This paper by Baldwin et al, published in Science a few days ago, suggests a mechanism by which this happened:

Sensory systems define an animal's capacity for perception and can evolve to promote survival in new environmental niches. We have uncovered a noncanonical mechanism for sweet taste perception that evolved in hummingbirds since their divergence from insectivorous swifts, their closest relatives. We observed the widespread absence in birds of an essential subunit (T1R2) of the only known vertebrate sweet receptor, raising questions about how specialized nectar feeders such as hummingbirds sense sugars. Receptor expression studies revealed that the ancestral umami receptor (the T1R1-T1R3 heterodimer) was repurposed in hummingbirds to function as a carbohydrate receptor. Furthermore, the molecular recognition properties of T1R1-T1R3 guided taste behavior in captive and wild hummingbirds. We propose that changing taste receptor function enabled hummingbirds to perceive and use nectar, facilitating the massive radiation of hummingbird species.

Incidentally, I wrote about the discovery of a fossil believed to be the first example of a nectivorous bird only last May, in Closing The Gaps - Early Bird Shows Evolution. This fossil was found to have pollen grains and, possibly significantly if it was transitional between swifts and hummingbirds, the remains of insects in its stomach.

Kunstformen der Natur, plate 99: Trochilidae, Ernst Haeckel 1904
(Drawn from specimens. Body postures are fanciful)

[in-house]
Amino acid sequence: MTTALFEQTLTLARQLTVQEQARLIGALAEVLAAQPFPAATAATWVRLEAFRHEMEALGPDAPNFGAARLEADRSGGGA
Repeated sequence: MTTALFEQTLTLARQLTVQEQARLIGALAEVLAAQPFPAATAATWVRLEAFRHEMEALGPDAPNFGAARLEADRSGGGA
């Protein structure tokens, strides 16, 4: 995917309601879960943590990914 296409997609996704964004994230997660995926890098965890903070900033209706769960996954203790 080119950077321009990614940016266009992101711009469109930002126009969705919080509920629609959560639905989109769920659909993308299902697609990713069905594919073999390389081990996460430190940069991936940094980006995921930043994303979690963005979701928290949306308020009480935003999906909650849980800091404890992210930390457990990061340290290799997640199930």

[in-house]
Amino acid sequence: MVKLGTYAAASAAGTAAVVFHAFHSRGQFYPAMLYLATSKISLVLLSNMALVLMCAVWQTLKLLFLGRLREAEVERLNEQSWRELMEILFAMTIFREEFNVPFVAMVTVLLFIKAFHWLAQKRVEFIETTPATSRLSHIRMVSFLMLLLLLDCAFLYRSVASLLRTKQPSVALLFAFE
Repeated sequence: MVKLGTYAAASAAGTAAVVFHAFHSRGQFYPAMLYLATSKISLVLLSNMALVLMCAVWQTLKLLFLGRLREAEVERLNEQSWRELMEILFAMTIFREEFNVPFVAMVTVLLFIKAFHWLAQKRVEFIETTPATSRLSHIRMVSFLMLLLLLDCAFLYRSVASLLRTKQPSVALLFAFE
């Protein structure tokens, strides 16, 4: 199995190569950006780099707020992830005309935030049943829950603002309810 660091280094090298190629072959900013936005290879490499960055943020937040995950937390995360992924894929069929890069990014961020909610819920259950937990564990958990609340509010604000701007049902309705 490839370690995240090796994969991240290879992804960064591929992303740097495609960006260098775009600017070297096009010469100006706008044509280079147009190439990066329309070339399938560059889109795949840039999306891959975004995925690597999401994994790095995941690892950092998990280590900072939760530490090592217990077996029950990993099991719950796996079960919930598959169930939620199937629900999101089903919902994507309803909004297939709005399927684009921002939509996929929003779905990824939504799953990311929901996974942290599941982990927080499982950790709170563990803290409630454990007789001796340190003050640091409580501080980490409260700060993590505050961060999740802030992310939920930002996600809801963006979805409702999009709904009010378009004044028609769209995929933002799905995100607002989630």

So, what we have here is a lovely example of exaptation. The ability to detect umami, essential for insectivorous swifts, became less important as an ancestor to the hummingbirds, in exploiting the ready supply of insects feeding on nectar, and ingesting energy-rich nectar in the process, discovered a whole new source of energy and so opened up a whole new range of niches to move into. Although hummingbirds still rely on insects and spiders in their diet to supply amino acids, minerals and vitamins, as a much less important structure, a mutation which switched the T1R1-T1R3 system over from detecting umami to detecting sweet in a new way would have been a considerable advantage.

We also see an explosive radiation of new species and a burst of evolution as this allowed a species with this new ability to exploit new niches that it opened up, each occupying a unique niche in the form of a new mutually beneficial relationship with flowering plants as their main pollinator species. As these relationships became more and more specialised, the selection pressure to evolve barriers to interbreeding would have increased, so enhancing the tendency for speciation. Barriers to interbreeding between closely related species of birds almost always include changes in plumage which forms part of mating rituals, so we see a proliferation of plumage, just as we would expect.